And his untimely death. “The wailing is for the fields of men/for the barren wedded ones/for perishing children…” Sporting the emblem of half a yellow sun on his sleeves and on his shoulders, the lone eagle of a major, he was among the Biafran troops that fought to the last man to hold Opi Junction. Had the outcome of the war been different, I’m sure a sagacious Biafran directorate of national orientation would have placed a plaque there exhorting any passer-by: Stranger, go tell Biafra Okigbo lies here in obedience to her command. A romantic death – though contentious. Thus we find Ali Mazrui (The Trial of Christopher Okigbo) condemning him for wasting his life on the altar of sectionalism; and Odia Ofeimun insisting that when all else fails, it behoves the poet to take up arms and fight for a poet’s vision of the world. I stand with Odia.

Like Byron, Okigbo was a romantic: the evidence is strewn all over the poems, especially in ‘Silences’, ‘Distances’ and ‘Path of Thunder’: a swashbuckling cavalier who’d fight for liberty – his, or anyone else’s. Biafra only chanced by, and his roots happened to be there. The Okigbo so vitally alive in Labyrinths and in the retold tales of his friends would have found enough casus belli in the Niger Delta: “The wailing is for the great river; / Her pot-bellied watchers/Despoil her…” and we can imagine him “Riding with the angry stars/Toward the great sunshine.”

Okigbo saw only too clearly, the abyss into which Nigeria was plunging: “The smell of blood already floats in the lavender-mist of the afternoon. / The death sentence lies in ambush along the corridors of power; / And a great fearful thing already tugs at the cables of the open air, / A nebula immense and immeasurable, a night of deep waters – / An iron dream unnamed and unprintable, a path of stone.” The time was really out of joint; and like all romantics, he felt he had been born to set it right. Living in a state of emergency, he knew the perils of talking in the wrong company: “If I don’t learn to shut my mouth, I’ll soon go to hell, / I, Okigbo, town-crier, together with my iron bell”; and the intimations of morality was heavy on him: “So we must go, even mist on shoulders, / Sun’s dust of combat  / With band end burning out at hand-and.” When Okigbo penned those words (“The version here… are final”) on his manuscripts, it is not unlikely that he was seeing through a grave darkly: “And the horn may now paw the air howling goodbye…”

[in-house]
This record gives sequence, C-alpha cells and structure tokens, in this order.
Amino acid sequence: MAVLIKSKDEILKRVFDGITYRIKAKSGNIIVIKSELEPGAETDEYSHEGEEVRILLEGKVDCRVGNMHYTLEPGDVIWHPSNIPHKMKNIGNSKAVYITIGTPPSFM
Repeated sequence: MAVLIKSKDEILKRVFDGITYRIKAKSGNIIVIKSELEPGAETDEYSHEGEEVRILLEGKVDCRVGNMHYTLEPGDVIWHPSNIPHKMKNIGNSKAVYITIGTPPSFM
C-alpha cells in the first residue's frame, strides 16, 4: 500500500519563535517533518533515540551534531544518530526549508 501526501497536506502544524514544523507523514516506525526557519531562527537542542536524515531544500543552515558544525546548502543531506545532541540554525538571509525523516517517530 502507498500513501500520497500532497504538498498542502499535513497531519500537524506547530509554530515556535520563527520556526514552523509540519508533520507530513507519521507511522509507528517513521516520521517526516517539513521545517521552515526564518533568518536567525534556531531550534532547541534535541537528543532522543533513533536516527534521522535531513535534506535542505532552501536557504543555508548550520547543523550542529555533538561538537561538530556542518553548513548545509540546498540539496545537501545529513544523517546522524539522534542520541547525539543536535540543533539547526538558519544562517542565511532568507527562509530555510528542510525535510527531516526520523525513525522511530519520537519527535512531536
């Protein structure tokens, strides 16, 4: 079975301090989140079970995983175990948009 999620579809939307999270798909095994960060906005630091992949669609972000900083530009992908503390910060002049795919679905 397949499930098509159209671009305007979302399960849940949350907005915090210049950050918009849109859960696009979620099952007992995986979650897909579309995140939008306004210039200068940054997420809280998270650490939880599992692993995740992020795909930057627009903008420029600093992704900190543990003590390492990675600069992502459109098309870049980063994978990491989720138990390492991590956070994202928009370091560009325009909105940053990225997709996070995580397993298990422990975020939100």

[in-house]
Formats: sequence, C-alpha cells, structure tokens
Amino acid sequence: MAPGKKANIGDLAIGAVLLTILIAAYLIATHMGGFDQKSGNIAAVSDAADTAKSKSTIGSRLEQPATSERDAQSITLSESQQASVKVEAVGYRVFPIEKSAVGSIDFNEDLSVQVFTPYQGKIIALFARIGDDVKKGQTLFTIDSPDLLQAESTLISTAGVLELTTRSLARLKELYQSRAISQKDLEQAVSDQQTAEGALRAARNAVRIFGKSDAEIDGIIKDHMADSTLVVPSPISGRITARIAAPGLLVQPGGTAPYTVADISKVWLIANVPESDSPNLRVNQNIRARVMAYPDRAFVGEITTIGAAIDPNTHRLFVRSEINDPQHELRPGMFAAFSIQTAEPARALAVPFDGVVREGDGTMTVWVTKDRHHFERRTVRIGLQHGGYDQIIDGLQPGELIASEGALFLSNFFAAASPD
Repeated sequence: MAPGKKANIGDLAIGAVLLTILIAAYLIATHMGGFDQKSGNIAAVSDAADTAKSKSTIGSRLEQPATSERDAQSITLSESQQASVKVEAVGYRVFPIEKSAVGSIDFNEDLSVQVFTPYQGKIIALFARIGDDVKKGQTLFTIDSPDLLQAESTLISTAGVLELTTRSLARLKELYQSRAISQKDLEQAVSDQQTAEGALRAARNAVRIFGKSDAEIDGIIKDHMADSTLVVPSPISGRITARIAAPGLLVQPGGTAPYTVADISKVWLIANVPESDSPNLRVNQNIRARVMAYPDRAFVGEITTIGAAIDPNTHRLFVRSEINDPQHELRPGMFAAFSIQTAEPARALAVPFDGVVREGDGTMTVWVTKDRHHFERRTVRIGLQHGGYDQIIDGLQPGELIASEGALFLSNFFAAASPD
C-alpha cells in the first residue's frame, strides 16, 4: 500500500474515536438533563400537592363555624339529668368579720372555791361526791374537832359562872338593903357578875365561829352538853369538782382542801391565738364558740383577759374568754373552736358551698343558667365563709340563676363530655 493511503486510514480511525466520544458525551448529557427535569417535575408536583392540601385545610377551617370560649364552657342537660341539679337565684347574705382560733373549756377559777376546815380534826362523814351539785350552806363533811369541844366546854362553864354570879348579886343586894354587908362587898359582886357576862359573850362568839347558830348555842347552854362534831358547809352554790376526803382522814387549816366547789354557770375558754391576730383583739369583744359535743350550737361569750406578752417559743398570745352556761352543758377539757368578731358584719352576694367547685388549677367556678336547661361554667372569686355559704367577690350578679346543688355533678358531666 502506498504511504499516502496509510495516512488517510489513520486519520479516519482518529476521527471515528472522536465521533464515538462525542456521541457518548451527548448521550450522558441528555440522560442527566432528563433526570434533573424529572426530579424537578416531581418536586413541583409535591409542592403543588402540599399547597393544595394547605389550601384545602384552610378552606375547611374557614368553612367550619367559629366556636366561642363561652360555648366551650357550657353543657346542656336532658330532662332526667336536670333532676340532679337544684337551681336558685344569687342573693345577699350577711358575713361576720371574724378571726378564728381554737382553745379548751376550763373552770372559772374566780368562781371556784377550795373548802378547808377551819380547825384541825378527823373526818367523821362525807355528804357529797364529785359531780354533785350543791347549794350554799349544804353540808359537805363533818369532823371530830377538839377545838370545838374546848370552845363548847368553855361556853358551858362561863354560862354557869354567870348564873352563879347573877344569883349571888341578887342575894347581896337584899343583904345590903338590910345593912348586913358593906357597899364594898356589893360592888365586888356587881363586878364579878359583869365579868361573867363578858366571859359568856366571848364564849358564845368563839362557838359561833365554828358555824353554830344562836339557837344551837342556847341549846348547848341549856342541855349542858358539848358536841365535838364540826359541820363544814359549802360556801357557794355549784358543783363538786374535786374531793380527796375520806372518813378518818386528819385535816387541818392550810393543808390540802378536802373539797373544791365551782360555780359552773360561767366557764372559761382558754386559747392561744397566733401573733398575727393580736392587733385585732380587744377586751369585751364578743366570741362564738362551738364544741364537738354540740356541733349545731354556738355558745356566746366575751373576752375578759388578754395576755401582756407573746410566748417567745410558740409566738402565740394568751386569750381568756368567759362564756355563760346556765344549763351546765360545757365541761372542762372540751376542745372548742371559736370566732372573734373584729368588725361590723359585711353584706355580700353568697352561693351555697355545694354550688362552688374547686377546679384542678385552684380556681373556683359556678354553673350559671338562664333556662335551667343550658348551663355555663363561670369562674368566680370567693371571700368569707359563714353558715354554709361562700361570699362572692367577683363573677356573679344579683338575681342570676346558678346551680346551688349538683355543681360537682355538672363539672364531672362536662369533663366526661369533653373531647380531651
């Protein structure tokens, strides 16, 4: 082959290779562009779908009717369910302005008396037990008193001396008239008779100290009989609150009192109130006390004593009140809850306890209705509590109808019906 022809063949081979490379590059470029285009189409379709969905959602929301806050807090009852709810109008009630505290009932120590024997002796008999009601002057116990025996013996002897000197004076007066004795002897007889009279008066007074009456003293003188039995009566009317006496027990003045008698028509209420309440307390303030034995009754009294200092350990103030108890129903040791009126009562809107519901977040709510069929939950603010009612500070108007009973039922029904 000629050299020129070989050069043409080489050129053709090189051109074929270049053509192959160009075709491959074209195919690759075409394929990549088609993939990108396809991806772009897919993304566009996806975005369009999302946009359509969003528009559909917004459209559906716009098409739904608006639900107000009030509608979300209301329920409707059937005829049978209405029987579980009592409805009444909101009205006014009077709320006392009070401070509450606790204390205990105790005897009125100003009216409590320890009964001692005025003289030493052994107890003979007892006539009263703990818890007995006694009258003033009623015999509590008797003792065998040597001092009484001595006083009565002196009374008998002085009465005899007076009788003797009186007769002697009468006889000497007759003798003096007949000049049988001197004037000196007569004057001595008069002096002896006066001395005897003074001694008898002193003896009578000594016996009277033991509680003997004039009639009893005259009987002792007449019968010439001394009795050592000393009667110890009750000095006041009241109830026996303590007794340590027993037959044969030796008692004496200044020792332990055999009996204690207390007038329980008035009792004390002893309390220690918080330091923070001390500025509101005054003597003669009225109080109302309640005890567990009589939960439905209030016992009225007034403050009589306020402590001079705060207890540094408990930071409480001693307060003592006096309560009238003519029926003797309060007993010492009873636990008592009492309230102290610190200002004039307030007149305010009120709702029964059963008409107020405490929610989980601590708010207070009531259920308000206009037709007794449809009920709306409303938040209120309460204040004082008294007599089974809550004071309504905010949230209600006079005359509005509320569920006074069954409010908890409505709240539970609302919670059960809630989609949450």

I like to think that I was a witness to the canonisation of Okigbo – “The mythmaker accompanies us…/ Okigbo accompanies us the oracle enkindles us.” Obumselu, Anozie, Azuonye, etc: their works have been in inestimable in the Okigbo cause. Besides, to be published under the Heinemann African Writers Series was a much coveted prize. To my mind, however, the apotheosis of Okigbo was done in Echeruo’s Poets, Prophets and Professors, his inaugural lecture at Ibadan. The title, I believe, must have been cribbed from Okigbo’s ‘Heavensgate’: “Screen your bedchamber thoughts/with sunglasses/ who could jump your eye/ your mind-window/ And I said: / The prophet only the poet/ And he said: Logistics/ (which is what poetry is)…” Echeruo’s inaugural, in effect, rifled the contents of Okigbo’s ‘logistics’ and scattered the contents every which way. Scholars and would-be scholars of Okigbo are still picking up the contents. It was only after that inaugural that Okigbo started figuring prominently on reading lists in our universities.

The enduring legacy of Labyrinths can be traced to a number of reasons. The romance of the poet’s life and death. Also, the uncontainable and uncontaminable passion of Okigbo lovers. But in the main – and this is the point – because, in the words of one of his protégés, “Okigbo wrote damn good poetry.” “O mother mother Earth, unbind me; let this be/The ram’s hidden wish to the sword the sword’s/secret prayer to the scabbard.” In other words, we have in Okigbo that vintage poetry that makes “broadcast with/eunuch-horn of seven valves”: the poetry that remains evergreen.

This vintage poetry will be encountered less through secondary sources. That, for me, is the value of this new edition of Labyrinths by Apex Books.

Dr. Hyginus Ekwuazi, multiple award winning poet and writer is a lecturer in the Department of Theatre Arts, University of Ibadan, Oyo, NIGERIA.




INTRODUCTION: Dr. Hyginus Ekwuazi is a lecturer with the Theatre Arts Department in the University of Ibadan, Ibadan, Nigeria. He is also a notable behind-the-scenes name in the Nigerian movie industry, Nollywood as well as the founding Director-General of the National Film Institute, Jos, Plateau. What is not so popular about him is his writing prowess despite his four collections of poems consisting of the trilogy Love Apart (2007); Dawn into moonlight: All around me dawning (2008); and Monkey Eyes (2009) alongside That Other Country (2010). These collections earned him the ANA/Cadbury Poetry Prize (2007); and ANA/NDDC-Gabriel Okara Poetry Prize (2007); ANA/NDDC-Gabriel Okara Poetry Prize (2008) ANA/Cadbury Poetry Prize (2010).